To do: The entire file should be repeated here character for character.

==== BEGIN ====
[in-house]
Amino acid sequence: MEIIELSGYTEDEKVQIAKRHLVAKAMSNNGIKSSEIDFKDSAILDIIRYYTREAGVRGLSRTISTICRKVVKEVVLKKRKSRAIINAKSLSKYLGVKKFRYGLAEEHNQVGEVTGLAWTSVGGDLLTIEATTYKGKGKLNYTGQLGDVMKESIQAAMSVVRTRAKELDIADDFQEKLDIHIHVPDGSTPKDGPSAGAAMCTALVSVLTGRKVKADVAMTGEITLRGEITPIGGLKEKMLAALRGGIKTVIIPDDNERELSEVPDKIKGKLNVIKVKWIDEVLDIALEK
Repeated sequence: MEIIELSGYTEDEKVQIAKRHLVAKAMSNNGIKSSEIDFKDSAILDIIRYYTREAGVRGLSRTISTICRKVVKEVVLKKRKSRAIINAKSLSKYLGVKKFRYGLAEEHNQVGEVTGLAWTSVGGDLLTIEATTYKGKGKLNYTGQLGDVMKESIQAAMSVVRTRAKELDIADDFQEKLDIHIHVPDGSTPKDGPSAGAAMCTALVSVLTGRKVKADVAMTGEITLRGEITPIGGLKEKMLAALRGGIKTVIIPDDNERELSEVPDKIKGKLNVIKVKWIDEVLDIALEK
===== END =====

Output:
[in-house]
Amino acid sequence: MEIIELSGYTEDEKVQIAKRHLVAKAMSNNGIKSSEIDFKDSAILDIIRYYTREAGVRGLSRTISTICRKVVKEVVLKKRKSRAIINAKSLSKYLGVKKFRYGLAEEHNQVGEVTGLAWTSVGGDLLTIEATTYKGKGKLNYTGQLGDVMKESIQAAMSVVRTRAKELDIADDFQEKLDIHIHVPDGSTPKDGPSAGAAMCTALVSVLTGRKVKADVAMTGEITLRGEITPIGGLKEKMLAALRGGIKTVIIPDDNERELSEVPDKIKGKLNVIKVKWIDEVLDIALEK
Repeated sequence: MEIIELSGYTEDEKVQIAKRHLVAKAMSNNGIKSSEIDFKDSAILDIIRYYTREAGVRGLSRTISTICRKVVKEVVLKKRKSRAIINAKSLSKYLGVKKFRYGLAEEHNQVGEVTGLAWTSVGGDLLTIEATTYKGKGKLNYTGQLGDVMKESIQAAMSVVRTRAKELDIADDFQEKLDIHIHVPDGSTPKDGPSAGAAMCTALVSVLTGRKVKADVAMTGEITLRGEITPIGGLKEKMLAALRGGIKTVIIPDDNERELSEVPDKIKGKLNVIKVKWIDEVLDIALEK